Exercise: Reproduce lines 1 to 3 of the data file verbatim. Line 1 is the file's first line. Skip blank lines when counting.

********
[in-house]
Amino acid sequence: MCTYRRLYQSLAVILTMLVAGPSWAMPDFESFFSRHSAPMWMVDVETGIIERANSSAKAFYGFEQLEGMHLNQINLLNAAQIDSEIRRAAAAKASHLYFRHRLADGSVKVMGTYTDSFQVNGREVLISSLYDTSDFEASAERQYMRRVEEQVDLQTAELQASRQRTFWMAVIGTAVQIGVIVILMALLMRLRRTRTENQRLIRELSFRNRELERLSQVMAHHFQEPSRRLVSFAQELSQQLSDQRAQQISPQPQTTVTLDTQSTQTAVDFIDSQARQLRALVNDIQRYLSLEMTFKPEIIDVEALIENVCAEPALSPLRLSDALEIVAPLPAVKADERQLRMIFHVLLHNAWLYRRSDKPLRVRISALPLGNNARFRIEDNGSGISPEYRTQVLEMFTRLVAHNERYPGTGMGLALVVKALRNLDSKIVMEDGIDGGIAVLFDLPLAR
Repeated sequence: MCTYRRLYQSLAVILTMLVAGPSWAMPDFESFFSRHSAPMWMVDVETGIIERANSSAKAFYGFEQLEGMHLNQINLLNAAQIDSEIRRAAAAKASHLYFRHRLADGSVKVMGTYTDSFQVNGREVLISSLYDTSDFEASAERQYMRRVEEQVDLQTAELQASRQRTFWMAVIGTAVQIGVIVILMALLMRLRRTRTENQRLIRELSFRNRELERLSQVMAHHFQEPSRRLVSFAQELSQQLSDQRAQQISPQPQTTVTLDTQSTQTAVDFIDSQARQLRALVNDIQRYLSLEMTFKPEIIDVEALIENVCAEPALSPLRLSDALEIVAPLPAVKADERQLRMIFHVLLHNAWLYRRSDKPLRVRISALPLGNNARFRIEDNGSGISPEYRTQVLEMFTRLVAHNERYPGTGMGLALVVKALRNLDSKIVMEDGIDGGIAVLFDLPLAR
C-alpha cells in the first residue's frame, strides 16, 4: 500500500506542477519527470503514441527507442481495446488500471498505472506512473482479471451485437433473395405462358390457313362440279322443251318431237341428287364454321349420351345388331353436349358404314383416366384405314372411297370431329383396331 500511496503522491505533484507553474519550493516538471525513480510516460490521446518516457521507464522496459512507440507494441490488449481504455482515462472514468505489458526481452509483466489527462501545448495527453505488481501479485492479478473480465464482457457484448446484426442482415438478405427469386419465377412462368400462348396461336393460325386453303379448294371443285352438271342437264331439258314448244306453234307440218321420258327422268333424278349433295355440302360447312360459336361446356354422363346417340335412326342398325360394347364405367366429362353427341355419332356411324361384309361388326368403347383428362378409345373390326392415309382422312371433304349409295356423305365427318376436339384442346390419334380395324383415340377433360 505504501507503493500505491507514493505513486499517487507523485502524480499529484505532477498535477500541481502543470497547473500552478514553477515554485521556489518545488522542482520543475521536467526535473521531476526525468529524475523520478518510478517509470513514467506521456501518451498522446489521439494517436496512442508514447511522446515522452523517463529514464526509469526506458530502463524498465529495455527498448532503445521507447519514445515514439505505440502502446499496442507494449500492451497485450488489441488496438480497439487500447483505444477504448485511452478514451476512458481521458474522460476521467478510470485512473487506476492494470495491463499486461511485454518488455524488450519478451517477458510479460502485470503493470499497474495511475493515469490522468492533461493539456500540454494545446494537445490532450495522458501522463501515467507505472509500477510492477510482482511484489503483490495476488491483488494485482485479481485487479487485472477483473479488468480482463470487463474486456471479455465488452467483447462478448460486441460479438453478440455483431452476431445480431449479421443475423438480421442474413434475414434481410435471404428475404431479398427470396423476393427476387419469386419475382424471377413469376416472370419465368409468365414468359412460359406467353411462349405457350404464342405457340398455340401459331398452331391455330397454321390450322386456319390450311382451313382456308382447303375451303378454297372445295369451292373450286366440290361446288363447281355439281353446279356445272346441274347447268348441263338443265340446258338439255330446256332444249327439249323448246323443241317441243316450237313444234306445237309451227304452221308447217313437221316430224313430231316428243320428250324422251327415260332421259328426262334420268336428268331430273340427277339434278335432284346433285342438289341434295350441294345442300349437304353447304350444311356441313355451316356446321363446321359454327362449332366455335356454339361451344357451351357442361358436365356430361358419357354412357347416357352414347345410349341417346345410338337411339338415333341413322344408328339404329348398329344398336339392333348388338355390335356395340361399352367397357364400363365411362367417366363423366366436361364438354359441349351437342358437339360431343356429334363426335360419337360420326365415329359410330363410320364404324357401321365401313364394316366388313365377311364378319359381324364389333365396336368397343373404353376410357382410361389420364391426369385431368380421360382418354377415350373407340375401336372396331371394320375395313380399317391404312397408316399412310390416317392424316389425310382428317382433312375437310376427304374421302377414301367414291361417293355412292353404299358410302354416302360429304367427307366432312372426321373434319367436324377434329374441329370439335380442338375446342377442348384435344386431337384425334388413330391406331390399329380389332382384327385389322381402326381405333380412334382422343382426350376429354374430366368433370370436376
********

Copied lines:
[in-house]
Amino acid sequence: MCTYRRLYQSLAVILTMLVAGPSWAMPDFESFFSRHSAPMWMVDVETGIIERANSSAKAFYGFEQLEGMHLNQINLLNAAQIDSEIRRAAAAKASHLYFRHRLADGSVKVMGTYTDSFQVNGREVLISSLYDTSDFEASAERQYMRRVEEQVDLQTAELQASRQRTFWMAVIGTAVQIGVIVILMALLMRLRRTRTENQRLIRELSFRNRELERLSQVMAHHFQEPSRRLVSFAQELSQQLSDQRAQQISPQPQTTVTLDTQSTQTAVDFIDSQARQLRALVNDIQRYLSLEMTFKPEIIDVEALIENVCAEPALSPLRLSDALEIVAPLPAVKADERQLRMIFHVLLHNAWLYRRSDKPLRVRISALPLGNNARFRIEDNGSGISPEYRTQVLEMFTRLVAHNERYPGTGMGLALVVKALRNLDSKIVMEDGIDGGIAVLFDLPLAR
Repeated sequence: MCTYRRLYQSLAVILTMLVAGPSWAMPDFESFFSRHSAPMWMVDVETGIIERANSSAKAFYGFEQLEGMHLNQINLLNAAQIDSEIRRAAAAKASHLYFRHRLADGSVKVMGTYTDSFQVNGREVLISSLYDTSDFEASAERQYMRRVEEQVDLQTAELQASRQRTFWMAVIGTAVQIGVIVILMALLMRLRRTRTENQRLIRELSFRNRELERLSQVMAHHFQEPSRRLVSFAQELSQQLSDQRAQQISPQPQTTVTLDTQSTQTAVDFIDSQARQLRALVNDIQRYLSLEMTFKPEIIDVEALIENVCAEPALSPLRLSDALEIVAPLPAVKADERQLRMIFHVLLHNAWLYRRSDKPLRVRISALPLGNNARFRIEDNGSGISPEYRTQVLEMFTRLVAHNERYPGTGMGLALVVKALRNLDSKIVMEDGIDGGIAVLFDLPLAR